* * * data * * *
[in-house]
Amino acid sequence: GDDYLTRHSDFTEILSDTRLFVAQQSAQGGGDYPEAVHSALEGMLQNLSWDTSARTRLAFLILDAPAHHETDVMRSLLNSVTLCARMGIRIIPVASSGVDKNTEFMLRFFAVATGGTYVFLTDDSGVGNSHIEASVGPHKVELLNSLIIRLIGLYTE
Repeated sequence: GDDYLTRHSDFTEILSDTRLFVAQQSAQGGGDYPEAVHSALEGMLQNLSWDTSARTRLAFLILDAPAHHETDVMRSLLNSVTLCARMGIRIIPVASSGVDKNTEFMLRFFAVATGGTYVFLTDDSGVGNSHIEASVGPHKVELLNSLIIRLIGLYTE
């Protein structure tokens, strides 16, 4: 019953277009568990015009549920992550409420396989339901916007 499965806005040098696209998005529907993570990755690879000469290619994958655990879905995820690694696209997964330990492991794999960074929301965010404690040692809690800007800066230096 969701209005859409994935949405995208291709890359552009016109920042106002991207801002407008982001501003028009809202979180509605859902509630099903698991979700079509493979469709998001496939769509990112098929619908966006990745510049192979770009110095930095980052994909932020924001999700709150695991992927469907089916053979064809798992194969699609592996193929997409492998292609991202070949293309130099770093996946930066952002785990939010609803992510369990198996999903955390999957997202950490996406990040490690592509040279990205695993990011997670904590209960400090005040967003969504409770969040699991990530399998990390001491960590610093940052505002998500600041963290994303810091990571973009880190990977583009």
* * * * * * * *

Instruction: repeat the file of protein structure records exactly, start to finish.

[in-house]
Amino acid sequence: GDDYLTRHSDFTEILSDTRLFVAQQSAQGGGDYPEAVHSALEGMLQNLSWDTSARTRLAFLILDAPAHHETDVMRSLLNSVTLCARMGIRIIPVASSGVDKNTEFMLRFFAVATGGTYVFLTDDSGVGNSHIEASVGPHKVELLNSLIIRLIGLYTE
Repeated sequence: GDDYLTRHSDFTEILSDTRLFVAQQSAQGGGDYPEAVHSALEGMLQNLSWDTSARTRLAFLILDAPAHHETDVMRSLLNSVTLCARMGIRIIPVASSGVDKNTEFMLRFFAVATGGTYVFLTDDSGVGNSHIEASVGPHKVELLNSLIIRLIGLYTE
């Protein structure tokens, strides 16, 4: 019953277009568990015009549920992550409420396989339901916007 499965806005040098696209998005529907993570990755690879000469290619994958655990879905995820690694696209997964330990492991794999960074929301965010404690040692809690800007800066230096 969701209005859409994935949405995208291709890359552009016109920042106002991207801002407008982001501003028009809202979180509605859902509630099903698991979700079509493979469709998001496939769509990112098929619908966006990745510049192979770009110095930095980052994909932020924001999700709150695991992927469907089916053979064809798992194969699609592996193929997409492998292609991202070949293309130099770093996946930066952002785990939010609803992510369990198996999903955390999957997202950490996406990040490690592509040279990205695993990011997670904590209960400090005040967003969504409770969040699991990530399998990390001491960590610093940052505002998500600041963290994303810091990571973009880190990977583009």